Yet another preferred embodiment may offer a high correlation to the modeled data and yet be even simpler than described above. It appears that chemicals react similar to each other regarding protective action zones, relative to the respective molecular weights of the chemicals. Thus, if this correlation is found to be usable and sufficiently accurate, the form of the equation could remain similar and yet be used on multiple chemicals with adjustments in, for example, the coefficients relative to molecular weights. Obviously, other factors could be used. This aspect has at least two considerations. First, it may assist in allowing quicker predictions of a protection action zone in multiple areas of concern, such as toxic, environmental, flammability, explosive, environmental, or other hazards. For instance, many models including the complex ones described above, calculate protective action zones based primarily on just the IDLH. Secondly, this aspect may reduce the number of forms of equations to be stored in a computer database. This could affect the size of the chemical database. Thus, in this preferred embodiment, a protective action zone for a medium weight chemical, such as carbon dioxide, could be predicted using a form of equation and establish a base model. This form might be of the form axb yf zd. Using the generated model for that chemical, other models could be calculated based on the respective molecular weights, perhaps by using the same form of equation as the base model. Furthermore, the models could be varied based on the downwind distance, for example. Thus, for example, with some modification of a base model or some number of base models, variations in the protective action zones for chemicals could be determined by extrapolation based on differences in molecular weights and desired downwind distances. If more flexibility were desired, another input option could allow a user to determine a desired level of exposure to the harmful effect in question, such as a chemical concentration, a flammability, or explosive limit, or other levels of concern. The model could then be used to generate a protective action zone based on this desired level of concern.

There appears to be primarily three sets of parameters that have significant effects on the atmospheric dispersion of a plume generated by a chemical release. These may be used in the present invention. One set of parameters include the characterization of the source including how much material has been released and in what form, such as a vapor or liquid or a combination thereof. The greater the amount of material release, the greater the potential protective action zone is required to provide safety from harmful effects. Likewise, if a leak from a container is at the top, there may be only vapor escaping. On the other hand, if the leak is from the container at the bottom, depending upon the boiling point of the chemical, either a pool may form or vapor may be released and a potential for risk and safety may be more substantial. In some instances, the defining of the source and the magnitude may be difficult or impossible and a worst case scenario may have to be assumed. The invention as shown in the preferred embodiment may be capable of determining a protective action zone rapidly with as much or as little information that may be provided.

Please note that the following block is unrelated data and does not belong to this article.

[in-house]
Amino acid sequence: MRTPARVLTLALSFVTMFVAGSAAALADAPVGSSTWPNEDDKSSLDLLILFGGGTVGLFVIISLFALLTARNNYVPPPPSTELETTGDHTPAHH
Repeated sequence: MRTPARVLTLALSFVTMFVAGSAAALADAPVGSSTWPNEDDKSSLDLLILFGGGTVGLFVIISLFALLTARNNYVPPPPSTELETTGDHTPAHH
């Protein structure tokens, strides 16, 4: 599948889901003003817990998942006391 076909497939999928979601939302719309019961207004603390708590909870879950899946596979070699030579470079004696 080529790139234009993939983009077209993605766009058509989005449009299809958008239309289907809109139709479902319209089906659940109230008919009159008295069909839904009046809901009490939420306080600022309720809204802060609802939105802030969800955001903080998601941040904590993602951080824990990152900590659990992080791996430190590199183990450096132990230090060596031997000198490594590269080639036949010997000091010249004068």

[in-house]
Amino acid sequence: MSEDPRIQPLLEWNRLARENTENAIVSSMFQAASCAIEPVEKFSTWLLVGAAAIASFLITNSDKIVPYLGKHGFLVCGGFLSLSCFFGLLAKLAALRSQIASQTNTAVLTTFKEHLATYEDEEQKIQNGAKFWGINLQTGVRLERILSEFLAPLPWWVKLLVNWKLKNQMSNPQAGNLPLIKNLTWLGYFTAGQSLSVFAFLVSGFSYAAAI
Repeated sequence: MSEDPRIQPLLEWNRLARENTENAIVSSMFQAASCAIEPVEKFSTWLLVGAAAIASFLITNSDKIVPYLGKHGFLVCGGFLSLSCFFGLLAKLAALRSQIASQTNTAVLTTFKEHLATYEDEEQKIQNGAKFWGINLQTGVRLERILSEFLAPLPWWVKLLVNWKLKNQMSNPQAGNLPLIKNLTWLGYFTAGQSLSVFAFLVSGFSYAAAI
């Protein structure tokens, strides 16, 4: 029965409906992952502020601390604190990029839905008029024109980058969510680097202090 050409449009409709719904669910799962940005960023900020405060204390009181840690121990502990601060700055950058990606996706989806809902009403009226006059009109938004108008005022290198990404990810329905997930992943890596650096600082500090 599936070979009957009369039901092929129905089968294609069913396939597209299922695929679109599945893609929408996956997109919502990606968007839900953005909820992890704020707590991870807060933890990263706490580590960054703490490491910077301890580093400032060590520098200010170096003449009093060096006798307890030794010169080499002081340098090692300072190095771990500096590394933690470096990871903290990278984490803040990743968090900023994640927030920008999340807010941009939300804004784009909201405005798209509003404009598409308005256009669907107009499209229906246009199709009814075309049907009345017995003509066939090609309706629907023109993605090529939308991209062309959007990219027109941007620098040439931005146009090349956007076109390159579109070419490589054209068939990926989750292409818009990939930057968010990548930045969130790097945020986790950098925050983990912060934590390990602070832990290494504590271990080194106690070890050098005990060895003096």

A second area of parameters that appear to be important are the current meteorological conditions, which may include the wind speed, ambient temperature, and cloud cover, among others. The dispersion of any vapor cloud typically will be diluted by the surrounding atmosphere. The rate at which the plume is dispersed appears to be dependent upon these meteorological conditions. For instance, lower wind speeds generally mean lower turbulence in mixing and slower dispersion. This aspect may account for part of the concern over the accuracy of modeling dense gas dispersions as passive gas dispersions. The ambient temperature and amount of cloud cover are related to the amount of turbulence associated with a particular set of conditions. If a pool of liquid has been formed, the ambient temperature, latitude and longitude, and amount of cloud cover may play a part in making accurate calculations.

The third set of parameters includes the terrain characteristics, generally referred to as the surface roughness of the area in which the release occurs. For instance, if the terrain is smooth compared to a terrain having a significant number of trees and/or buildings, the vapor cloud dispersion can be altered.